Among the piping plovers and marsh grasses of New Jersey’s scenic coast, environmentalists and communities are busy creating green infrastructure to shield the shorelines from storm damage while supporting local economies. The Coastal Resilience Collaborative, the New Jersey Resilient Coastlines Initiative, and the NJ Climate Adaptation Alliance are bringing financial and tactical resources to bear on restoring reefs, wetlands, marshes and dunes.
What does it take to make a forest collapse ecologically? How can the corporate sector prevent this collapse of its natural capital? According to Kerry Cesareo, vice president of the Forests Program at World Wildlife Fund, there are threats to the natural capital of the private sector that lie outside its current practices and need to be addressed. Along with traditional conservation programs and partnerships, the private sector is seeking to play a larger role in investing in programs that keep forests from reaching their ecological tipping points.
The United States Environmental Protection Agency estimates that communities must invest $150 billion nationally in the next 20 years in infrastructure to effectively manage stormwater. A 2017 report from the Willamette Partnership outlines economic instruments that can drive investment or create action to meet federal and state environmental goals. Incentives, subsidies, trading and mitigation hold particular promise.
How do investment funds build social and environmental priorities into agricultural financing? Several investment funds showcased their strategies for investing in smallholder value chains at the Global Landscapes Forum in Paris on Dec. 5-6. While continuing to seek financial returns, investors are supporting and measuring a broader set of environmental, social, and commodity-based outcomes tied to supply chain sustainability.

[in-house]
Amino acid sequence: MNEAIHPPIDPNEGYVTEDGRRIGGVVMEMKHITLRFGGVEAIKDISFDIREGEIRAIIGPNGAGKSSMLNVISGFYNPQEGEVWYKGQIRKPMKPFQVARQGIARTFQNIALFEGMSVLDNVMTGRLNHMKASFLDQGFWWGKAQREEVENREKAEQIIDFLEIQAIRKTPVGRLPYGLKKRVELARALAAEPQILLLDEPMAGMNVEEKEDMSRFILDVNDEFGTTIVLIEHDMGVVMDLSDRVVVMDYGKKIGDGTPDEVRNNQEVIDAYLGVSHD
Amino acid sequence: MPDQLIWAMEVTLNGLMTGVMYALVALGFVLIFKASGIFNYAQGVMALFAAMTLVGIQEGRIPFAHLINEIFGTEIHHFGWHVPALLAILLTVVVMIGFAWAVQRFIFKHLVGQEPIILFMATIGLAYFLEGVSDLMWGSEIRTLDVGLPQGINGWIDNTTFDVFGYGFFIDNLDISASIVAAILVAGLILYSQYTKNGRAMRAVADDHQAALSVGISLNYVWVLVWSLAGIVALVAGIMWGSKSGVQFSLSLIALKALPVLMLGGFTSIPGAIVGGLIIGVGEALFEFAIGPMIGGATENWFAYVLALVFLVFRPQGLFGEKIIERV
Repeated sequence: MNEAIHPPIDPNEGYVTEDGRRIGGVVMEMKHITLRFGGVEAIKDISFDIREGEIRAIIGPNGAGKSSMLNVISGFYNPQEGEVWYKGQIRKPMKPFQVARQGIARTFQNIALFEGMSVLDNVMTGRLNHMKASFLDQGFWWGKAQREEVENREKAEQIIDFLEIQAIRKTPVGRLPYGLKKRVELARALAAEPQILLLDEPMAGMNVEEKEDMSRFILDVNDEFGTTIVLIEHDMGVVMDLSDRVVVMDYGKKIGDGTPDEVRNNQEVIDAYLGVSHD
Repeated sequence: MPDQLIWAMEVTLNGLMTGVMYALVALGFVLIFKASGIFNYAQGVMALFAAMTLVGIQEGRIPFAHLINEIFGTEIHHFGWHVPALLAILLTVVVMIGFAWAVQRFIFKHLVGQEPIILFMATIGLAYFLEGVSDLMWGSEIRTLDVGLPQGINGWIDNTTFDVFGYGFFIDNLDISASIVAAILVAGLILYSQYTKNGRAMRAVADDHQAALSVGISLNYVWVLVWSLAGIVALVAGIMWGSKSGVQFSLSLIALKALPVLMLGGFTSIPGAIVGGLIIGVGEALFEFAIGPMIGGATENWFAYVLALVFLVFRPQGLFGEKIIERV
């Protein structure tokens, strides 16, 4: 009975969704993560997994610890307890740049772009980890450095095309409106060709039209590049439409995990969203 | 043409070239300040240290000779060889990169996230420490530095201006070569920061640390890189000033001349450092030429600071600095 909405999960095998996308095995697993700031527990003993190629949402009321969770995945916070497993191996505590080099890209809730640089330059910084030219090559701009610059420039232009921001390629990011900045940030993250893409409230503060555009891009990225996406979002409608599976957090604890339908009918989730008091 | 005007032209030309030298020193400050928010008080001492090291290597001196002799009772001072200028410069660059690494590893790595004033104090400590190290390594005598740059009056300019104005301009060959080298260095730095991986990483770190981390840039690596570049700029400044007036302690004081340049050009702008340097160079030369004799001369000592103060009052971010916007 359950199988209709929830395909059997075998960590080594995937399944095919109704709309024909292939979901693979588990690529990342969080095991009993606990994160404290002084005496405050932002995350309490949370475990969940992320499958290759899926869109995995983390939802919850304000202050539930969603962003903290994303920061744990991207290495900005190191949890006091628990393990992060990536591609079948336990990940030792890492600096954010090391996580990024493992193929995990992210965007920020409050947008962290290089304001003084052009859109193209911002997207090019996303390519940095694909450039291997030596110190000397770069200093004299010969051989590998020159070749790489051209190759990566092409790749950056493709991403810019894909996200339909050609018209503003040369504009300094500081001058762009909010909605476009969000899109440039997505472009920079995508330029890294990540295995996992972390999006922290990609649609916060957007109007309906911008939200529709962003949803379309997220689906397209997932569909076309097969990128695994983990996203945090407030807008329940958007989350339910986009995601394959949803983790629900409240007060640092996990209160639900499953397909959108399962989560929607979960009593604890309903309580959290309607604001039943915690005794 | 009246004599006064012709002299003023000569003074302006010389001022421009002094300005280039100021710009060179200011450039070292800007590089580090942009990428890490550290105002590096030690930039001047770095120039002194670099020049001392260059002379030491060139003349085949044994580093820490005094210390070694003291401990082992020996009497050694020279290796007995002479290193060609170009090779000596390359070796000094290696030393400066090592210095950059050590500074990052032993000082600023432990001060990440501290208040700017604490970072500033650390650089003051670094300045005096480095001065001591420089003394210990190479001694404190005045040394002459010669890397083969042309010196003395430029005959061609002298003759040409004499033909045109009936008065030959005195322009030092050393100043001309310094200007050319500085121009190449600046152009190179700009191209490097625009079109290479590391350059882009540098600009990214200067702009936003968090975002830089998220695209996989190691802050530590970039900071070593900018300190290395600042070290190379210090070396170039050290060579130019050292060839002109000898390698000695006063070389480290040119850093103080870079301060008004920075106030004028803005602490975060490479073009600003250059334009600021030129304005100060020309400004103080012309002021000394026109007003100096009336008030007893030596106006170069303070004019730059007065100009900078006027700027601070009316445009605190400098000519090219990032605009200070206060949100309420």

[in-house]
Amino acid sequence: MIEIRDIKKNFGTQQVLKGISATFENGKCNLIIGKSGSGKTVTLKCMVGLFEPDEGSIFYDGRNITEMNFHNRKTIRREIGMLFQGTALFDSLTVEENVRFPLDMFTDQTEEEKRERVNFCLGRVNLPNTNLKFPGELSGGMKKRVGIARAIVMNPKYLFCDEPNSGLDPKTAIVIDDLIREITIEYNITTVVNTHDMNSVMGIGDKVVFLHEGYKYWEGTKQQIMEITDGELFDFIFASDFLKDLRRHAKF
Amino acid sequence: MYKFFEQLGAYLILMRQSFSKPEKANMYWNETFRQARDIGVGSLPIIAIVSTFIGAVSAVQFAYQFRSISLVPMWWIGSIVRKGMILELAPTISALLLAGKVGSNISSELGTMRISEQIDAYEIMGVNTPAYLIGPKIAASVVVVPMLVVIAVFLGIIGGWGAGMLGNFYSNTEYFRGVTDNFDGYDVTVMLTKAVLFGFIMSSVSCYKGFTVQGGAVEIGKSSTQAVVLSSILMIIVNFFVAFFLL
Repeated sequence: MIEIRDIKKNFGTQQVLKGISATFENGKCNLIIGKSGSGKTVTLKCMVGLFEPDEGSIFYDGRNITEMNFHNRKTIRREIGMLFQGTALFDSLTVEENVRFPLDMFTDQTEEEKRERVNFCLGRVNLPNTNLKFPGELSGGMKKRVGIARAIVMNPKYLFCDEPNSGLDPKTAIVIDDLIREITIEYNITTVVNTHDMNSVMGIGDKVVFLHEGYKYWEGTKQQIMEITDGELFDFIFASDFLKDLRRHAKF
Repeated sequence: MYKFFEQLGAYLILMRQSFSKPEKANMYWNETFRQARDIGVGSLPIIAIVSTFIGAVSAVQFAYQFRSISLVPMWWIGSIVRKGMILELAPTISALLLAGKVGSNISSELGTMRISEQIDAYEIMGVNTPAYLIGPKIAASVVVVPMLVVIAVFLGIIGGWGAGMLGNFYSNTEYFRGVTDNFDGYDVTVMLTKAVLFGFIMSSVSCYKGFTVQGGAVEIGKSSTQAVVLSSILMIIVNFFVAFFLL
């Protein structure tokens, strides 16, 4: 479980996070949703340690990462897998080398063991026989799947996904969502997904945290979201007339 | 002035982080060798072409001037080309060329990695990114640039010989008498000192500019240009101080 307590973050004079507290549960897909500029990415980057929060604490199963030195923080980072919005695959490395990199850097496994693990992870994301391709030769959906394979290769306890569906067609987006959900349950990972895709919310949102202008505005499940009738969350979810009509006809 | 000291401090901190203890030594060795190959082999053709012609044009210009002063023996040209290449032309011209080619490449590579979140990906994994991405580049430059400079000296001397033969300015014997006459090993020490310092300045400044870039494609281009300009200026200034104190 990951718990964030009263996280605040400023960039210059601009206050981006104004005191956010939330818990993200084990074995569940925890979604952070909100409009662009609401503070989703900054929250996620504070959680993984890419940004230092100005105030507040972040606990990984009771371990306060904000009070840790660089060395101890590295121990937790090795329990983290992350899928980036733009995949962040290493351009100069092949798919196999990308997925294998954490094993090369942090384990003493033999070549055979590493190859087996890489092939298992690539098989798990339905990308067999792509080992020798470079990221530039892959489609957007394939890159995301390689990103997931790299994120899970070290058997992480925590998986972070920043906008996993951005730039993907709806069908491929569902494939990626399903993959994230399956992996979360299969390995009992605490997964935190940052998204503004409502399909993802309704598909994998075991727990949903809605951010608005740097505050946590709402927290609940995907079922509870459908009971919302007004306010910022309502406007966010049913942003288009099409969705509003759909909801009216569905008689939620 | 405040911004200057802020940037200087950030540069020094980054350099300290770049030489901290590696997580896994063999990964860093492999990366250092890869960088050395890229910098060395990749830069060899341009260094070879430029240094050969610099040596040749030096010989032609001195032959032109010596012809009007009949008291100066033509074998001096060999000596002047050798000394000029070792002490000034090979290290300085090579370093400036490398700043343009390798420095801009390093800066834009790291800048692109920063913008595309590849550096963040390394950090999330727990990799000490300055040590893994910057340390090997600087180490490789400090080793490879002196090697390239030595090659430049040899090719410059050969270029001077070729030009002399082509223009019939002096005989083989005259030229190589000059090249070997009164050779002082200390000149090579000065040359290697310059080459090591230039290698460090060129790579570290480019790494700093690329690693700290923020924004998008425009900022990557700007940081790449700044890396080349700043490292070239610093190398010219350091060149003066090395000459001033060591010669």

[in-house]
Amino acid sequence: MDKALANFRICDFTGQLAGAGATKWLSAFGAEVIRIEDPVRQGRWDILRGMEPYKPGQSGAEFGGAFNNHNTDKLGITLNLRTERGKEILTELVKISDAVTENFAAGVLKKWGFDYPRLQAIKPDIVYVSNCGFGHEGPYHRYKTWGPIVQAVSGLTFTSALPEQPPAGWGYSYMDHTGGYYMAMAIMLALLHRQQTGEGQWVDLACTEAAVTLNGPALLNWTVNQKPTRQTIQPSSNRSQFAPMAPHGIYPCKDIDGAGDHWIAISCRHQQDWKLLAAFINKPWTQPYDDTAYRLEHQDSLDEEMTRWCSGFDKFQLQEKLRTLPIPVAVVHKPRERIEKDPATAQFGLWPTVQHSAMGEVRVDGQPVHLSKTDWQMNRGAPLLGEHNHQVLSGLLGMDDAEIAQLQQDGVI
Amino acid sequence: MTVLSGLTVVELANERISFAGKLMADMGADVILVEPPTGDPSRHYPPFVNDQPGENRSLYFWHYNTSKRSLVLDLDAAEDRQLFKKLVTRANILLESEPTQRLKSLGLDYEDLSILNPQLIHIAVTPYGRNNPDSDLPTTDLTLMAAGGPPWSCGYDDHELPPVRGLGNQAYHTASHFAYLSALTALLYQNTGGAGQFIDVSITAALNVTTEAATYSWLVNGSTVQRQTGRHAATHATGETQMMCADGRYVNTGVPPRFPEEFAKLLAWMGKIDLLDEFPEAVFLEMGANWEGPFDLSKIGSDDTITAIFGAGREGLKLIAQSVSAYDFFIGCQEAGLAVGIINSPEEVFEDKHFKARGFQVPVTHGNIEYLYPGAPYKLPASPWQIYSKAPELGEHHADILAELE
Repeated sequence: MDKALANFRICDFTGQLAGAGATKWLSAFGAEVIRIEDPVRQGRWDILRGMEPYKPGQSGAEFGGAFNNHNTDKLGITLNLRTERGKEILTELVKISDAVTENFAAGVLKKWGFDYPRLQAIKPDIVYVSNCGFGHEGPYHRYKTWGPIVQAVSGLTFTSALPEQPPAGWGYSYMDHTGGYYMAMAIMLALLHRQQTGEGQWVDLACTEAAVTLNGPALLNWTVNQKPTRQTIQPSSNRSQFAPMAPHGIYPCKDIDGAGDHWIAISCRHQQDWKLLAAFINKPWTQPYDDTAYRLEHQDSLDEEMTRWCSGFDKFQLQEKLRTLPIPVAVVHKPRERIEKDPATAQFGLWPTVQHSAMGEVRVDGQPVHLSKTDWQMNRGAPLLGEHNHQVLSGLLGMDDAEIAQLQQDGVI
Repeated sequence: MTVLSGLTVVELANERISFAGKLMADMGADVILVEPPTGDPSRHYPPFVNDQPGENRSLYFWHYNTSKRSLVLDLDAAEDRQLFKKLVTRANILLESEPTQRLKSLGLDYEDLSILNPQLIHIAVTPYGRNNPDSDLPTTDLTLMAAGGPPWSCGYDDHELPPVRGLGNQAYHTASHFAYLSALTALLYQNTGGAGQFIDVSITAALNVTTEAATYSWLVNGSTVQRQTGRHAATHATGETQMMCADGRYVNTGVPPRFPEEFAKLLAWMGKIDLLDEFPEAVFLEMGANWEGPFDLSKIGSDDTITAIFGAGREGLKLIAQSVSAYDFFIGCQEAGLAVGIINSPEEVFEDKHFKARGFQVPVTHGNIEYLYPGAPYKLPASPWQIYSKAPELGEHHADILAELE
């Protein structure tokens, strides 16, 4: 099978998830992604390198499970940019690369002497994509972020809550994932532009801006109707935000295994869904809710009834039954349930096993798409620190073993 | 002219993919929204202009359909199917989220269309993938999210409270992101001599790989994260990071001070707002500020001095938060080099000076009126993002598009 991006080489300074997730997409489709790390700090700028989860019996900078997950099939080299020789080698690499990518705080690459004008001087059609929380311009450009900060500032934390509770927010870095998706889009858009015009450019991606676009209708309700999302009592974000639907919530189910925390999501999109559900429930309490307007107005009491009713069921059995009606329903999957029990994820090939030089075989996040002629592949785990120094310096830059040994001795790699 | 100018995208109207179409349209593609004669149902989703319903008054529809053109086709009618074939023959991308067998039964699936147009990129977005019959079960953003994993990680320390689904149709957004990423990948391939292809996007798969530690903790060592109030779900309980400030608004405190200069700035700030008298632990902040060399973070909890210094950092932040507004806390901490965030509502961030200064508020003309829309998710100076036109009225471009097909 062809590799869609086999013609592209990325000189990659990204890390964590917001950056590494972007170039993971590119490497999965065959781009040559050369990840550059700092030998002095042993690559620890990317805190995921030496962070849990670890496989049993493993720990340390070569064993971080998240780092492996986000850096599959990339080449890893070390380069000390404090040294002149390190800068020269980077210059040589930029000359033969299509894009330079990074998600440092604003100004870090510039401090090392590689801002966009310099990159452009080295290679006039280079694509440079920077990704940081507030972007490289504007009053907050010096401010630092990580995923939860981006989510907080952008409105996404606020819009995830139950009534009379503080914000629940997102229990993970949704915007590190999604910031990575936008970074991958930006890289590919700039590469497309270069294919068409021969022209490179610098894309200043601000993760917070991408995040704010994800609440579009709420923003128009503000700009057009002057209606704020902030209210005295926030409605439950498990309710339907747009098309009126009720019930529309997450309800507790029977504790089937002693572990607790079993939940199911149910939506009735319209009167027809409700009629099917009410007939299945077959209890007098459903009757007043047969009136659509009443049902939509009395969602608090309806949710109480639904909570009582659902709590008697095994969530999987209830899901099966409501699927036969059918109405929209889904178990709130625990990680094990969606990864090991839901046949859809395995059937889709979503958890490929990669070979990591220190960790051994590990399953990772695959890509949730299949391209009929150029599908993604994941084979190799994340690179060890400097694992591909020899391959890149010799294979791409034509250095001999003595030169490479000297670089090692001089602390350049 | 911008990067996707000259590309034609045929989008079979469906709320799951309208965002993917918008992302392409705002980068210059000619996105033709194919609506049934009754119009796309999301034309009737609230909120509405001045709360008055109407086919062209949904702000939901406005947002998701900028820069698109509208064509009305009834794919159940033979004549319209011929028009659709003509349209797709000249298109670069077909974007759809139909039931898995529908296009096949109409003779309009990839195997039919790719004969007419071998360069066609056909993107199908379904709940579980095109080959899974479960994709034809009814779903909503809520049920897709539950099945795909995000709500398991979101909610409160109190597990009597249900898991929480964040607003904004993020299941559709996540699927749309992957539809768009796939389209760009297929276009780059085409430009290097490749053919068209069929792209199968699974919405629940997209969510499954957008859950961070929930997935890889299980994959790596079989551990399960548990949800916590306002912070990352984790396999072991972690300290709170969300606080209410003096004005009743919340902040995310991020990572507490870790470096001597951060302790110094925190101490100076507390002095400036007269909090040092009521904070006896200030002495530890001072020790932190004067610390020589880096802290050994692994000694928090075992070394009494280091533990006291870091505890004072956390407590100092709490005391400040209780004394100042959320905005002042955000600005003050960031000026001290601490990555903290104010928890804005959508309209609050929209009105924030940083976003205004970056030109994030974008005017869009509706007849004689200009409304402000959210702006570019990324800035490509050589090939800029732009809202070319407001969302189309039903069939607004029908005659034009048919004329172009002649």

As conservation finance gains more traction among mainstream investors, discussions about how to evolve early-stage environmental marketplaces to provide more conventional investment opportunities have taken over the halls of conferences. Integrated capital funds may offer one solution.
There has long been a perceived tradeoff between the economic benefits of agriculture and the environmental benefits of conservation. Large-scale implementation of climate-smart agriculture holds promise to harmonize these objectives by integrating crop production with conservation efforts.
The White House has issued a directive to point federal agencies toward building ecosystem services valuation into their plans, investments and regulations. This directive, released on Oct. 7, will help agencies synthesize conservation’s ecosystem benefits with its value to society.
A new forum has emerged for discussing key issues in the rapidly growing and evolving conservation finance field: the Conservation Finance Practitioner Roundtable. The group met for the first time on Jan. 20 at the New York Academy of Sciences in New York City.